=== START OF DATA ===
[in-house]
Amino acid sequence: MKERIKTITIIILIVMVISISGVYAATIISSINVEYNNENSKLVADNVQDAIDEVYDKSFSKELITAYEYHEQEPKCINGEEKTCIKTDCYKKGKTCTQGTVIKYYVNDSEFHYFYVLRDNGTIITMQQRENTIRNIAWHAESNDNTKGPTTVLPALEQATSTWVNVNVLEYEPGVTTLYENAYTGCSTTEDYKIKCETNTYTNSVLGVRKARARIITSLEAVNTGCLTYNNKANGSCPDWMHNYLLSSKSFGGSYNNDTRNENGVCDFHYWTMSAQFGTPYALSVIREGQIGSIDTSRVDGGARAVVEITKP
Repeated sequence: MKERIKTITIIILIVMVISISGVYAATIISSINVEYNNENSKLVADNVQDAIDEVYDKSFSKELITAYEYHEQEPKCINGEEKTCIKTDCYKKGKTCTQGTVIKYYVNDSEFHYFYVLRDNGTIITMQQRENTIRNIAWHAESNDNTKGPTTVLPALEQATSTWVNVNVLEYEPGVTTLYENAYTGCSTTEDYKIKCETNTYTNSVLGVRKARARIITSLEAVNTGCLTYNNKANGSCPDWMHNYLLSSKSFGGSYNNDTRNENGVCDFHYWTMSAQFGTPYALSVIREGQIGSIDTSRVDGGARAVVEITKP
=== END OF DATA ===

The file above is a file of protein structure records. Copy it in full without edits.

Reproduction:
[in-house]
Amino acid sequence: MKERIKTITIIILIVMVISISGVYAATIISSINVEYNNENSKLVADNVQDAIDEVYDKSFSKELITAYEYHEQEPKCINGEEKTCIKTDCYKKGKTCTQGTVIKYYVNDSEFHYFYVLRDNGTIITMQQRENTIRNIAWHAESNDNTKGPTTVLPALEQATSTWVNVNVLEYEPGVTTLYENAYTGCSTTEDYKIKCETNTYTNSVLGVRKARARIITSLEAVNTGCLTYNNKANGSCPDWMHNYLLSSKSFGGSYNNDTRNENGVCDFHYWTMSAQFGTPYALSVIREGQIGSIDTSRVDGGARAVVEITKP
Repeated sequence: MKERIKTITIIILIVMVISISGVYAATIISSINVEYNNENSKLVADNVQDAIDEVYDKSFSKELITAYEYHEQEPKCINGEEKTCIKTDCYKKGKTCTQGTVIKYYVNDSEFHYFYVLRDNGTIITMQQRENTIRNIAWHAESNDNTKGPTTVLPALEQATSTWVNVNVLEYEPGVTTLYENAYTGCSTTEDYKIKCETNTYTNSVLGVRKARARIITSLEAVNTGCLTYNNKANGSCPDWMHNYLLSSKSFGGSYNNDTRNENGVCDFHYWTMSAQFGTPYALSVIREGQIGSIDTSRVDGGARAVVEITKP